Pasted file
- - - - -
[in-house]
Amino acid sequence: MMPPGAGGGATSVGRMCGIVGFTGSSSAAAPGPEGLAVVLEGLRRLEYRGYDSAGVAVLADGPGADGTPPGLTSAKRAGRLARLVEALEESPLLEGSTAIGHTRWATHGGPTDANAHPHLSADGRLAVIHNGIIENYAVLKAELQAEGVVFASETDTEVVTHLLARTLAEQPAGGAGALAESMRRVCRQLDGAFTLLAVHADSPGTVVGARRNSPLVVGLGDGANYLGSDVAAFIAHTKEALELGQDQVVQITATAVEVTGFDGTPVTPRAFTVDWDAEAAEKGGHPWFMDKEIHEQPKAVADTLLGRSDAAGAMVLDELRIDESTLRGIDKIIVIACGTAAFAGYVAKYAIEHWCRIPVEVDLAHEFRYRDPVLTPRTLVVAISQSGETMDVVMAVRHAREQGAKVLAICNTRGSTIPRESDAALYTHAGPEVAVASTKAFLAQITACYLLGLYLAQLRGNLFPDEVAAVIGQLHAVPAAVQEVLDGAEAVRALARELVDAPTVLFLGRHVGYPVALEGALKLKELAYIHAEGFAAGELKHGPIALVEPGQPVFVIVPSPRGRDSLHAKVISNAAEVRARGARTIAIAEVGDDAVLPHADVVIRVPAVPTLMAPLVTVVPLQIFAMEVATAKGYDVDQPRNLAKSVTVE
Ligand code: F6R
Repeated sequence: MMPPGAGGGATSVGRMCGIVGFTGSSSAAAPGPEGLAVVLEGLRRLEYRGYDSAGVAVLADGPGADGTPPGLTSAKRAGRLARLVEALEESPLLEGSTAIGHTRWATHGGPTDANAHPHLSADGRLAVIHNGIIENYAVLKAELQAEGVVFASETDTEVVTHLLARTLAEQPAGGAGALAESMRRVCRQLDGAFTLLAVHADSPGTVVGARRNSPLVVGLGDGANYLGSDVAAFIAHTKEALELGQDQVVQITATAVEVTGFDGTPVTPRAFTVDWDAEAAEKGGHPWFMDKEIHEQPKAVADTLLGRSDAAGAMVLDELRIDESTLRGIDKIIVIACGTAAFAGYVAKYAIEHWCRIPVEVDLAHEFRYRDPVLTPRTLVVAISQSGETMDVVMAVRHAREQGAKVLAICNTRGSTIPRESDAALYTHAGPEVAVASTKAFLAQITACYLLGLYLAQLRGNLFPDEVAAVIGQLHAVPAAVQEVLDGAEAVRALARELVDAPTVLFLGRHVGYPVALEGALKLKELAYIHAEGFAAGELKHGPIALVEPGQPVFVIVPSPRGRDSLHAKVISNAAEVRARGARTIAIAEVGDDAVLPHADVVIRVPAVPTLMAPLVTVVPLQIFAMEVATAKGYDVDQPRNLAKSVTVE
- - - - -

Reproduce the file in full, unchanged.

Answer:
[in-house]
Amino acid sequence: MMPPGAGGGATSVGRMCGIVGFTGSSSAAAPGPEGLAVVLEGLRRLEYRGYDSAGVAVLADGPGADGTPPGLTSAKRAGRLARLVEALEESPLLEGSTAIGHTRWATHGGPTDANAHPHLSADGRLAVIHNGIIENYAVLKAELQAEGVVFASETDTEVVTHLLARTLAEQPAGGAGALAESMRRVCRQLDGAFTLLAVHADSPGTVVGARRNSPLVVGLGDGANYLGSDVAAFIAHTKEALELGQDQVVQITATAVEVTGFDGTPVTPRAFTVDWDAEAAEKGGHPWFMDKEIHEQPKAVADTLLGRSDAAGAMVLDELRIDESTLRGIDKIIVIACGTAAFAGYVAKYAIEHWCRIPVEVDLAHEFRYRDPVLTPRTLVVAISQSGETMDVVMAVRHAREQGAKVLAICNTRGSTIPRESDAALYTHAGPEVAVASTKAFLAQITACYLLGLYLAQLRGNLFPDEVAAVIGQLHAVPAAVQEVLDGAEAVRALARELVDAPTVLFLGRHVGYPVALEGALKLKELAYIHAEGFAAGELKHGPIALVEPGQPVFVIVPSPRGRDSLHAKVISNAAEVRARGARTIAIAEVGDDAVLPHADVVIRVPAVPTLMAPLVTVVPLQIFAMEVATAKGYDVDQPRNLAKSVTVE
Ligand code: F6R
Repeated sequence: MMPPGAGGGATSVGRMCGIVGFTGSSSAAAPGPEGLAVVLEGLRRLEYRGYDSAGVAVLADGPGADGTPPGLTSAKRAGRLARLVEALEESPLLEGSTAIGHTRWATHGGPTDANAHPHLSADGRLAVIHNGIIENYAVLKAELQAEGVVFASETDTEVVTHLLARTLAEQPAGGAGALAESMRRVCRQLDGAFTLLAVHADSPGTVVGARRNSPLVVGLGDGANYLGSDVAAFIAHTKEALELGQDQVVQITATAVEVTGFDGTPVTPRAFTVDWDAEAAEKGGHPWFMDKEIHEQPKAVADTLLGRSDAAGAMVLDELRIDESTLRGIDKIIVIACGTAAFAGYVAKYAIEHWCRIPVEVDLAHEFRYRDPVLTPRTLVVAISQSGETMDVVMAVRHAREQGAKVLAICNTRGSTIPRESDAALYTHAGPEVAVASTKAFLAQITACYLLGLYLAQLRGNLFPDEVAAVIGQLHAVPAAVQEVLDGAEAVRALARELVDAPTVLFLGRHVGYPVALEGALKLKELAYIHAEGFAAGELKHGPIALVEPGQPVFVIVPSPRGRDSLHAKVISNAAEVRARGARTIAIAEVGDDAVLPHADVVIRVPAVPTLMAPLVTVVPLQIFAMEVATAKGYDVDQPRNLAKSVTVE